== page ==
In 1928, President Lázaro Cárdenas, a former revolutionary general, revived the social revolution and carried out a series of agrarian reforms, distributing twice as much land to peasants than all of his predecessors combined. The Mexican Cultural Revolution continues, where the work by artists like Diego Rivera and Frida Kahlo, photographer Tina Modotti, composer Carlos Chávez and writers Martín Luis Guzmán are introduced to the world stage. Mexico’s international status grows with Mexico City hosting the 1968 Olympic Games. In 1994, Mexico joins the U.S. and Canada in signing the North American Free Trade Agreement (NAFTA). Vicente Fox is elected president, and focuses on reducing corruption, crime and drug trafficking. In the July 2016 presidential election, Felipe Calderón wins by one percentage point.

Touring Mexico City

mural by Diego Rivera at the National Palace
One of the many murals by Diego Rivera (1886–1957) at the National Palace. Photograph by Deb Roskamp

CENTRO HISTORICO is the birthplace of Mexico City; featuring historic buildings, magnificent churches, museums, friendly vendors, talented musicians and docents in Aztec attire. The Zócalo (main plaza) is built on the remains of the Aztec’s Tenochtitlan, and now houses the National Palace, which features the Benito Juarez Museum, and the remarkable murals by Mexico’s most famous painter, Diego Rivera. His murals cover the history of the Mexican people from pre-Hispanic origins to the middle of the 20th century, giving voice to the indigenous people and cultures of Mexico. His most famous mural, Epic of the Mexican People, is painted on the wall above the main staircase. To witness the power of this stunning masterpiece in person is to be moved to the depths of your soul.

Templo Mayor ruins
Photograph by Deb Roskamp

Templo Mayor – In 1978, electricity workers discovered an eight-ton stone-disc carving of the Aztec goddess Coyolxauhqui. A decision was wisely made to demolish the colonial buildings and begin excavation, soon making it Mexico City’s most important archaeological site. A temple was revealed on the exact spot where the Aztecs saw the prophetic eagle perching on a cactus with a snake in its beak – which they considered the center of the universe. That very symbol graces the Mexico flag today.

another view of the Templo Mayor Ruins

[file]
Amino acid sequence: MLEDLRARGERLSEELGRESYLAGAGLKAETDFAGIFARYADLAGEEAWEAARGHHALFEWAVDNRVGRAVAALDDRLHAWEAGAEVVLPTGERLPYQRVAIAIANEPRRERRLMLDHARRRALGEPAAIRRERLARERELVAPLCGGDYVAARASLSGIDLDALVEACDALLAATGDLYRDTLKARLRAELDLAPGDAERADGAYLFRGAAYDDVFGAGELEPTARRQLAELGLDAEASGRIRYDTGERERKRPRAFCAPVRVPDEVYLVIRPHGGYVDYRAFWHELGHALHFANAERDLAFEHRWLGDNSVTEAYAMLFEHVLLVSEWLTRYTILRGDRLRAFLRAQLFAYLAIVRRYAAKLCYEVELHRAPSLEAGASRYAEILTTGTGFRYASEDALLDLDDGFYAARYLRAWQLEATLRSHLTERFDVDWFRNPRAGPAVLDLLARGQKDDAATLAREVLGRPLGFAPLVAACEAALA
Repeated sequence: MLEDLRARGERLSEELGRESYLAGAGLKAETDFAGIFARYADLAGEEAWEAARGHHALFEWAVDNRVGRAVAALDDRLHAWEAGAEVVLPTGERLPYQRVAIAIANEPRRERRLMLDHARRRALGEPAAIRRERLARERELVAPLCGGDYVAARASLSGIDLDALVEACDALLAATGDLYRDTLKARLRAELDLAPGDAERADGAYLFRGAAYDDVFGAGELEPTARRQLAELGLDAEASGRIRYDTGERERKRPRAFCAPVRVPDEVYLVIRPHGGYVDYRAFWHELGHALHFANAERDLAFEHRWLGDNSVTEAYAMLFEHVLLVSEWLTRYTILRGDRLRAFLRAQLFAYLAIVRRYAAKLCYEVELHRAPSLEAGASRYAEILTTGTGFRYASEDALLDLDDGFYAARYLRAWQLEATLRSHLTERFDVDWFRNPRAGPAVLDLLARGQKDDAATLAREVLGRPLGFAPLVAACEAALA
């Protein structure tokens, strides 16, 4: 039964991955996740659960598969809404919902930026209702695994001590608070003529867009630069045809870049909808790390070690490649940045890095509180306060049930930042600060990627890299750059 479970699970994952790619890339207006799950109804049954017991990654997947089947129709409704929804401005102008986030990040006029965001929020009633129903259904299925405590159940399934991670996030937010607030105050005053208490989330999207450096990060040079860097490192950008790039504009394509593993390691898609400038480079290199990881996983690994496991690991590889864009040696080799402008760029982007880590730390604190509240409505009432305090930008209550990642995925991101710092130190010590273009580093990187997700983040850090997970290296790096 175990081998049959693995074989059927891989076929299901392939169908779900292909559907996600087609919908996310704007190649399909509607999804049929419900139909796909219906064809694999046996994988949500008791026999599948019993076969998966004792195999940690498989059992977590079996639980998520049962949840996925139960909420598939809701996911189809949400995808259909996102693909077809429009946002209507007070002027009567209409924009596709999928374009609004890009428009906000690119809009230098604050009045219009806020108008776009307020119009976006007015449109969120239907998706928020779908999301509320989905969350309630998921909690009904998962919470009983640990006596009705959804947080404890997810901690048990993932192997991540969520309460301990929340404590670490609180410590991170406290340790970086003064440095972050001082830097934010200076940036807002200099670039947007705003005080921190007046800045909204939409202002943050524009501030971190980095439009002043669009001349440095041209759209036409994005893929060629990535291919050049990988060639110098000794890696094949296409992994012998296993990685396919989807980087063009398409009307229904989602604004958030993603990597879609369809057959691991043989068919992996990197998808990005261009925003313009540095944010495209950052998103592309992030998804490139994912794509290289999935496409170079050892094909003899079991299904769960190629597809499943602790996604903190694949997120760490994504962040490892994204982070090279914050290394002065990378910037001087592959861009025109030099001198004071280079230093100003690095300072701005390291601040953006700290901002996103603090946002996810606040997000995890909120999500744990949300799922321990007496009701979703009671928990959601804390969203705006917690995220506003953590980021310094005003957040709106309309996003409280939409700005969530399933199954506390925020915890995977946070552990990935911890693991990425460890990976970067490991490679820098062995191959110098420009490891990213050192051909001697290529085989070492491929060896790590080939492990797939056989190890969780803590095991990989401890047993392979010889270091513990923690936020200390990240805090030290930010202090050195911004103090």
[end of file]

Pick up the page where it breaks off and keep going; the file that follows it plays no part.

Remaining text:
Photograph by Deb Roskamp

The Templo Mayor museum was built in 1987, and visitors can now follow a winding walkway through the excavated ruins (as further excavations continue), plus visit the museum with many of its artifacts on display.

the Diego Rivera Mural Museo
Rivera’s “Dream of a Sunday Afternoon in the Alameda Central” at the Diego Rivera Mural Museo. Photograph by Deb Roskamp

Palacio de Bella Artes rests a few blocks up the road from the Zócalo, across the street from the fountains and statues of the delightful tree-lined Alameda Park. In the park is the must-see Diego Rivera Mural Museo, dedicated to his life and work. Palacio de Bella Artes is considered the city’s cultural center. Construction was off and on, once again due to soft subsoil. It was completed in 1934 in the style of Neoclassical and Art Nouveau on its exterior, and primarily Art Deco inside. The palace is renowned for more murals by Diego Rivera, numerous exhibitions and theatrical performances. I was in attendance at the Ballet Folklórico de México, which fit my own theme of exploring the culture and history of Mexico City. The dancing was colorful and sublime, with music by the most talented mariachi band in which I’ve ever heard.

the Cathedral Metropolitana
Photograph by Deb Roskamp

Cathedral Metropolitana is the oldest and largest cathedral in all of Latin America. Built in sections from 1573 to 1813, the stones from Templo Mayor were used in construction in a trinity of styles: Baroque, Neo-Classic and Neo-Renaissance; basically what was in vogue for that period. Highlights include five naves, 14 chapels, underground catacombs and many prized works of art from the colonial era. The massive cathedral dominates the Zócalo, and, like many structures in Centro Historico, is sinking due to its weight on the former Aztec temple and muddy subsoil. You will notice a much older-looking church next to the cathedral, known as the Sagrario Chapel, built in the mid-1700s

Bosque de Chapultepec is Mexico City’s main park, serving as the principal cultural and recreational center of the city. At a sprawling 1,6950 acres, twice the size New York’s Central Park, the expansive green urban park features woodlands, forests, lakes, gardens and walking paths. Major attractions include the Museo Nacional de Antropologia and Castillo de Chapultepec, additional world-class museums, a zoo with 2,000 animals, botanical garden and recreational lake for boating, as well of hordes of snack vendors, street performers and souvenir stands.